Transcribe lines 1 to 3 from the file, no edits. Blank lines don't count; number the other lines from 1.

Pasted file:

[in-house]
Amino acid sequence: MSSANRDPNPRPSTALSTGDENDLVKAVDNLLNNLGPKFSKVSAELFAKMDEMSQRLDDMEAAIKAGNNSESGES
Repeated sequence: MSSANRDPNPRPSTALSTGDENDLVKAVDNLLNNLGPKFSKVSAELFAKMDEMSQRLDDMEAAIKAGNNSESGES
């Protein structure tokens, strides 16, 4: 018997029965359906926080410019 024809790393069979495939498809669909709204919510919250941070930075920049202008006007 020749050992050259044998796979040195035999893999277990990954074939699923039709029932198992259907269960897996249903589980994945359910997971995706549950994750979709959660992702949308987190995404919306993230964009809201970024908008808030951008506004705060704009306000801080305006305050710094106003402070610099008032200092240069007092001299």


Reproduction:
[in-house]
Amino acid sequence: MSSANRDPNPRPSTALSTGDENDLVKAVDNLLNNLGPKFSKVSAELFAKMDEMSQRLDDMEAAIKAGNNSESGES
Repeated sequence: MSSANRDPNPRPSTALSTGDENDLVKAVDNLLNNLGPKFSKVSAELFAKMDEMSQRLDDMEAAIKAGNNSESGES